Jane Austen was a unique and gifted writer whose classic novels about 18th century English life still inspire both readers and authors today.

Her six major novels, including Pride and Prejudice, Sense and Sensibility, and Mansfield Park give a unique look into society at that time, using humor, irony, and sarcasm.

While Jane only experienced moderate financial success and little fame during her lifetime, her works gradually gained wider interest and appreciation from critics, scholars, and popular audiences.

While any writer’s short and long-term success can depend on many factors, there are several things about Jane’s decisions and circumstances that contributed to her work’s praise, wide acceptance, and ultimate longevity.


Here are five of the secrets to Jane’s success:

1)  She listened to her own instincts

Many of her contemporaries wrote in a romantic and sentimentalist style that Jane resisted.    Despite pressure, she stuck to her instincts and wrote using realism and satire, and created more complex characters than was the norm at that time.

She was also one of the first authors to consistently use a style of third-person narration called “free indirect speech” to bring voice to her characters.   This was uncommon in literature at that time.


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 2)  She slowed down enough to let her imagination bloom

Jane produced much of her best work during periods in her life when she had less going on socially.   In particular, her years living in the small country village of Chawton, England, where her life was quieter, allowed her to more fully focus on and develop her craft.   She published 4 of her novels during her 8 years living in this rural area.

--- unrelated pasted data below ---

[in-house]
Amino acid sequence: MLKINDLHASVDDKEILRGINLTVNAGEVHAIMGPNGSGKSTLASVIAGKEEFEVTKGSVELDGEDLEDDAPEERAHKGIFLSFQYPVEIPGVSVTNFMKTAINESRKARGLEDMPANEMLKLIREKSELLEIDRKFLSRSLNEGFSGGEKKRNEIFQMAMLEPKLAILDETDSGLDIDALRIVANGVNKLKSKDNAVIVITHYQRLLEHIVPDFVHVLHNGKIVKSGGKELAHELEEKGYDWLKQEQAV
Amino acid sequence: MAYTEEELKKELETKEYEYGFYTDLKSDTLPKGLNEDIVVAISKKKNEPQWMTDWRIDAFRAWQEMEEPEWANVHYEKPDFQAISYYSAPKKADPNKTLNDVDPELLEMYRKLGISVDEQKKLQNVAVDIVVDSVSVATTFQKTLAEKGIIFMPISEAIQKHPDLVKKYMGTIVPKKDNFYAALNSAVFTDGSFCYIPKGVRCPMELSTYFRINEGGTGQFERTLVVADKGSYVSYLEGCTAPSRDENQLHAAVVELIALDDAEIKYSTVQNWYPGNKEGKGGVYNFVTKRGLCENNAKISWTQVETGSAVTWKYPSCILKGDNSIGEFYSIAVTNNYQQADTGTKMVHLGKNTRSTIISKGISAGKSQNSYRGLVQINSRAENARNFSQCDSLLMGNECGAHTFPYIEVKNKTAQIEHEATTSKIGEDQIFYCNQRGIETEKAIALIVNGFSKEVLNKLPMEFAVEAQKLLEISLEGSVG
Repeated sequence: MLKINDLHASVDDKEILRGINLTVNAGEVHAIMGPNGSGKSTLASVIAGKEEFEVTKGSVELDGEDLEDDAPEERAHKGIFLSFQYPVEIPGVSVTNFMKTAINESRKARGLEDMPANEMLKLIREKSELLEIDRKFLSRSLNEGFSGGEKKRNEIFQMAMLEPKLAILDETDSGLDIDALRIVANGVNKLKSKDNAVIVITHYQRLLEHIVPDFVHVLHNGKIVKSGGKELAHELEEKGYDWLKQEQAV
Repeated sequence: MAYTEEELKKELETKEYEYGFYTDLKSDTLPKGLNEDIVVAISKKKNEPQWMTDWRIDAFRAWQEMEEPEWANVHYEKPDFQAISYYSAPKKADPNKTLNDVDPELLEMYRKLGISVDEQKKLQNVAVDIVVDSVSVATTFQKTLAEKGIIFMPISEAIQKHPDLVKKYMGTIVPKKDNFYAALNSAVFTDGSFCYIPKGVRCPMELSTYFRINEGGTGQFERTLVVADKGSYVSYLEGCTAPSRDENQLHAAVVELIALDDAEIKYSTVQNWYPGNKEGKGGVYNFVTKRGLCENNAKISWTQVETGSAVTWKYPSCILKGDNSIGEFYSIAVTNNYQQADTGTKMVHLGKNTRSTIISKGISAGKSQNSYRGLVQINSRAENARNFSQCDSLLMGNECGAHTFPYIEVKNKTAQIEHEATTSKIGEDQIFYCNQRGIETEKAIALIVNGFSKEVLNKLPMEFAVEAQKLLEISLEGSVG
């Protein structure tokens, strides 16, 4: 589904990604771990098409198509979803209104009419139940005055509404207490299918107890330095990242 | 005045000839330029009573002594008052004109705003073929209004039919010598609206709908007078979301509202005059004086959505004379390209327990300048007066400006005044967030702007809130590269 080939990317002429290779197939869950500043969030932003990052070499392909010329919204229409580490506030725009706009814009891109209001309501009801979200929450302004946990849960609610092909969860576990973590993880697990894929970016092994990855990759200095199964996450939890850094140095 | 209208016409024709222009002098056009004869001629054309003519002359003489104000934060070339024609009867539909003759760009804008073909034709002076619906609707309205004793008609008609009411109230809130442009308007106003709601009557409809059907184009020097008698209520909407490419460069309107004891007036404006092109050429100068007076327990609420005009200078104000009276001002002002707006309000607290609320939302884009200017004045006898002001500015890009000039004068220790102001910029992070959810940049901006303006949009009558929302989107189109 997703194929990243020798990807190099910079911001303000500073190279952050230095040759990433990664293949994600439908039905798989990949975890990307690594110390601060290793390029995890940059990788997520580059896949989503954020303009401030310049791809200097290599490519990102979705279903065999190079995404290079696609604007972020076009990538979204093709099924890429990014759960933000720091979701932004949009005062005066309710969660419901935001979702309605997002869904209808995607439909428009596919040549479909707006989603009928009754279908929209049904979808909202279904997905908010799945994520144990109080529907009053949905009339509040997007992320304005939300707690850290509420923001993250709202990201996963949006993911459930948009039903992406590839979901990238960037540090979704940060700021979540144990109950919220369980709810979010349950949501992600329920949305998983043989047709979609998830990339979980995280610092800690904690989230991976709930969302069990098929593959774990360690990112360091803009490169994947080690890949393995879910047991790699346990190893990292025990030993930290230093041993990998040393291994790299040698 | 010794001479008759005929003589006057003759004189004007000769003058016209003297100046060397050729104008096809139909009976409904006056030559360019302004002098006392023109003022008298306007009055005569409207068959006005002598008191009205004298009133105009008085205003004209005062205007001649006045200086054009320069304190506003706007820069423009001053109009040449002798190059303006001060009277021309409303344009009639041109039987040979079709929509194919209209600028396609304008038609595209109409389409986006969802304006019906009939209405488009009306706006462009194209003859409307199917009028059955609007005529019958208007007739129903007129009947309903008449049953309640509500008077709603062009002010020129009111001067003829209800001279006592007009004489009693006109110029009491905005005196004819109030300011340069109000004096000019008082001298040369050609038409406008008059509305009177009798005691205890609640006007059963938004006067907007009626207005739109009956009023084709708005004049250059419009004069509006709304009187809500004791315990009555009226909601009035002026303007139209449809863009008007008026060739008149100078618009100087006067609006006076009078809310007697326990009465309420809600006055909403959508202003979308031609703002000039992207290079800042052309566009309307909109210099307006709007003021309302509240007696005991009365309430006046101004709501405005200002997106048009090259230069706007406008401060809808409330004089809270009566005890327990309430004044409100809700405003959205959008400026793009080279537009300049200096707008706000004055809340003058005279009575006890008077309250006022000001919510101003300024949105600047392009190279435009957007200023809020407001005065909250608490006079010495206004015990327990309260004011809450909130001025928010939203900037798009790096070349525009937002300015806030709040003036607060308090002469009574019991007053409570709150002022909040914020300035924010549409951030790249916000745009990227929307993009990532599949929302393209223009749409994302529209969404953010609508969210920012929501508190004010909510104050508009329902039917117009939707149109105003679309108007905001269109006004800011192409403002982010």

3)  She took calculated risks

Despite the obstacles of being a woman writer in the early 1800’s and the high costs of publishing at that time, Jane pushed to get her work into print.   She believed in her novels enough to publish “on commission”, which essentially put most of the financial risk on herself rather than the publisher if the book didn’t sell well.   She also printed in larger quantities than was customary at that time, which was a risk if she didn’t sell enough copies, but it allowed her to reach more people and it paid off.



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4)  She had high standards of excellence for her work

Jane continued to edit and revise many chapters of her novels until she was satisfied.  Even as she become debilitated with illness (long thought to be Addison’s disease or Hodgkin’s lymphoma), she rewrote the final ending chapters of Persuasion.  She kept writing until just a few months before her untimely death at age 41.


5)  She embraced her powerful support system to help her

Although some scholars have debated how much of Jane’s family hardships may have been downplayed or sanitized, there are documented aspects of her home life that supported her ability to emerge as a writer.

As a child, Jane had a father who supplied expensive paper for writing and drawing that encouraged her creativity.  She enlisted her family to listen while she read drafts of her writing aloud.  She got her brother and father to help advocate for her works to get published.  She relied on her loving sister to help manage much of the day-to-day functioning of her household so she could be free to write.

All of these elements helped Jane develop her skills and feel more confident in her voice as a writer.

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